The love for jewellery and the skill with which stones, gold, and silver are transformed to ornaments shows the high level of imagination and dexterity of the craftspersons of Jammu and Kashmir. Rural men and women in Jammu and Kashmir wear huge circular ear rings locally called kundalas. Large anklets called nupura are worn by women in Jammu, while in the Rajouri region a silver cap or crown known as chaunk phool is worn on the head under the veil. At the time of their marriage, Kashmiri women wear a crown of silver or gold called taj, fashioned like a peaked tiara. Some fine specimens of bridal jewellery can also be seen in Jammu --- the tika worn on the forehead, the nose ring called balu, and a fine gold filigree wrist ornament called band. A traditional jewellery article called halqaband, made usually in silver and gold and sometimes in brass is a trail of interlocking sections joined together with thread. In Kashmir, it is worn like a tight choker and has rubies, emeralds, semi-precious stones and even mirrors studded on it. There is another kind of halqaband meant essentially for the rural women, made of white metal and brass. The dejihor, a symbol of marriage, with religious connotations, hangs from the upper portion of the ear and is worn by every Pandit woman. Gunus, a thick bangle of solid gold and silver with a snake or lion head at the two ends is popular even today.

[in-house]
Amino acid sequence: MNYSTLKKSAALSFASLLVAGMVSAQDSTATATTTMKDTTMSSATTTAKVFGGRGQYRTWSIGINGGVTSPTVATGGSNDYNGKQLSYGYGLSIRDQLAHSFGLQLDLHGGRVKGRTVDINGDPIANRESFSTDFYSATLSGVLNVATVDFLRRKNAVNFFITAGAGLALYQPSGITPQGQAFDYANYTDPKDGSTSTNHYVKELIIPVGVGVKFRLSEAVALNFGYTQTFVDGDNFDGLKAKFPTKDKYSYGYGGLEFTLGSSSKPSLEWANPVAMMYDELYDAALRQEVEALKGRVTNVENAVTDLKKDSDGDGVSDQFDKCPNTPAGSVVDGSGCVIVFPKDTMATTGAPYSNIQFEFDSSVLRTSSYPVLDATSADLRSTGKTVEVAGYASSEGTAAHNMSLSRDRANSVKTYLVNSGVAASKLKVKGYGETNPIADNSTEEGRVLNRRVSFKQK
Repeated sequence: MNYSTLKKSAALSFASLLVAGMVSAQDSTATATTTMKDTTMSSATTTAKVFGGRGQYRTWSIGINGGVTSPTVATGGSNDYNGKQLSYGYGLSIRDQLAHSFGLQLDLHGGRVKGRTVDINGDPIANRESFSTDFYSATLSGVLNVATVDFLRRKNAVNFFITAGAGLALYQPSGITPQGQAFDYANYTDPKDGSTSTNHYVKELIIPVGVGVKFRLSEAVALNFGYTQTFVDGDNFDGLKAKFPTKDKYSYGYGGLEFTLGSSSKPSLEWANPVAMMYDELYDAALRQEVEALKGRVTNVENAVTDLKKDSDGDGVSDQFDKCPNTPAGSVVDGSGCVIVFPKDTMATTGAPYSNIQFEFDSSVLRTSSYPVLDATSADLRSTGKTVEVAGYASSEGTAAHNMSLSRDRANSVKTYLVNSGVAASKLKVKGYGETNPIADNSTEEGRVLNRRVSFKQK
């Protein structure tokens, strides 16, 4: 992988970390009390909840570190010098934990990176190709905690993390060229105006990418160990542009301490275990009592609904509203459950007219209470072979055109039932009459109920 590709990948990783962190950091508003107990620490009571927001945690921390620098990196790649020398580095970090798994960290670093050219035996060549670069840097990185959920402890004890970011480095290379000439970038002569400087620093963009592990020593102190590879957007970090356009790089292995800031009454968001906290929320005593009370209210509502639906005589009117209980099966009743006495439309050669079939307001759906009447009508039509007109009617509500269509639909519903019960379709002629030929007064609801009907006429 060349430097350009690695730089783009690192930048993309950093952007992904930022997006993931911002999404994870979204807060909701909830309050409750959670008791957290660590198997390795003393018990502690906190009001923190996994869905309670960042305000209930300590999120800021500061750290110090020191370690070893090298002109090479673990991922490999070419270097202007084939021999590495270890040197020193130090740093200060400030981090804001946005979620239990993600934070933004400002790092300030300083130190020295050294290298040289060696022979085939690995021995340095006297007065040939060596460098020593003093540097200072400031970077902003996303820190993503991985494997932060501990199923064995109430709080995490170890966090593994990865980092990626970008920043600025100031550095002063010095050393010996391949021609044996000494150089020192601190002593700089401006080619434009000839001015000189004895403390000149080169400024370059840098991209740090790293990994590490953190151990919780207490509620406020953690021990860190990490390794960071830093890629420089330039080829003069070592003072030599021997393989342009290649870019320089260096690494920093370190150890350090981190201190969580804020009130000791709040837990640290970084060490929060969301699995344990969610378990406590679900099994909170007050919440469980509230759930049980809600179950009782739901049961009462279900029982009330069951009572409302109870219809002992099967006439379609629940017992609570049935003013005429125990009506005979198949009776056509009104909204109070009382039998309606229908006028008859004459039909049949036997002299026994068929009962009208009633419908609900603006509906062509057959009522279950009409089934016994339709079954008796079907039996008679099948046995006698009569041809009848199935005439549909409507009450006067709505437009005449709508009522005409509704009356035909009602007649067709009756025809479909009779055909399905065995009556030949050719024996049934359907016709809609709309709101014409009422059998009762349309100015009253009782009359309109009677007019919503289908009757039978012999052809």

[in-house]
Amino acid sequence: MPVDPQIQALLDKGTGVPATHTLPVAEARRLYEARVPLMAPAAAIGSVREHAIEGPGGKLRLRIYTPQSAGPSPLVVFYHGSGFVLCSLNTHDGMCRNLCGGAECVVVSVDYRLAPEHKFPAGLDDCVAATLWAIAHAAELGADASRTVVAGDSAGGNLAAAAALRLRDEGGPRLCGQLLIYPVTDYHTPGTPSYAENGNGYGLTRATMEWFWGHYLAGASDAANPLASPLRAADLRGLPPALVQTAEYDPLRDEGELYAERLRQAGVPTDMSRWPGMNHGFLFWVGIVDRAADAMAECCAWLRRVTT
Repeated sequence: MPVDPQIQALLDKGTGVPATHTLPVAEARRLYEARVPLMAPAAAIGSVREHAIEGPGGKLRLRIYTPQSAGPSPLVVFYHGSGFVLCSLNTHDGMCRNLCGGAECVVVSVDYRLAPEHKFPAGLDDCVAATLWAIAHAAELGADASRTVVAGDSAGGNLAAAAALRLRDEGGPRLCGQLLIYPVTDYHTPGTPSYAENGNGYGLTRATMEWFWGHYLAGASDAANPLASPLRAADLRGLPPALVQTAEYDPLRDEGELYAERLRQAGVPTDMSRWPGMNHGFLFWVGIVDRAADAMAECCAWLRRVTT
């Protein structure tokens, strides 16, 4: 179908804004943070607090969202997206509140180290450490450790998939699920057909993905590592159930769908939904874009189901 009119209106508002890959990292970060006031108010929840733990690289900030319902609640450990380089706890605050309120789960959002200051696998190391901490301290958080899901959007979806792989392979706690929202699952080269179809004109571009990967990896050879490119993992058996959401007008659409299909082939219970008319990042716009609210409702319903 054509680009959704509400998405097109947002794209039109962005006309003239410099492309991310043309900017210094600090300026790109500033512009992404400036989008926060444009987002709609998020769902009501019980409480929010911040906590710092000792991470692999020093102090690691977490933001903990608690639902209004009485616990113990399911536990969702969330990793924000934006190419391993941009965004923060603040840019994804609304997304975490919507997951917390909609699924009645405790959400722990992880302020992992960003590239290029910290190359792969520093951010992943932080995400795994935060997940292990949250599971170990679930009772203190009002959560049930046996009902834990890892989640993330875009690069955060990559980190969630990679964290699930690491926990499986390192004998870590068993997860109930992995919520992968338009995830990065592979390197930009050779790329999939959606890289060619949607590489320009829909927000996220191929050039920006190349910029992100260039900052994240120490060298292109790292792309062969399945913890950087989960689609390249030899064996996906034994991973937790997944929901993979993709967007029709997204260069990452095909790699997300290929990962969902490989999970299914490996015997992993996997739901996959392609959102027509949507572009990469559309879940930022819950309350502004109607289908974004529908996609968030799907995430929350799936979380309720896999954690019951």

Srinagar is the centre for precious and semi-precious jewellery. The craftspersons usually buy old pieces of folk jewellery in exchange for more modern designs. While most jewellery is customised, some cheap halqabands, bracelets, hair clips and tawizin brass or white metal with glass or semi-precious stones are kept for sale to the rural population. Jhulaka mohalla in Jammu city has goldsmiths who repeat traditional designs of jhumkas and naths for local use. The jewellery of Ladakh is unique and distinctive, bearing links to its regional history. It is mainly for personal ornamentation and is very common among both men and women. Ear ring are worn by both sexes with the men occasionally wearing only one. Like the dejihor worn by Kashmiri Pandit women, the Ladakhi women wear an ornament called sondus or branshil, a marriage symbol fixed on the left shoulder. It has a few gold or silver discs connected by a number of long silver strands and is given by a mother to her daughter at the time of marriage. Ladakhi women wear an extraordinary head dress called perak, which has between 20 and 200 large turquoise and other stones set across a wide leather piece. It begins below the forehead, goes over the head, and extends down the wearer's back to below the waist.
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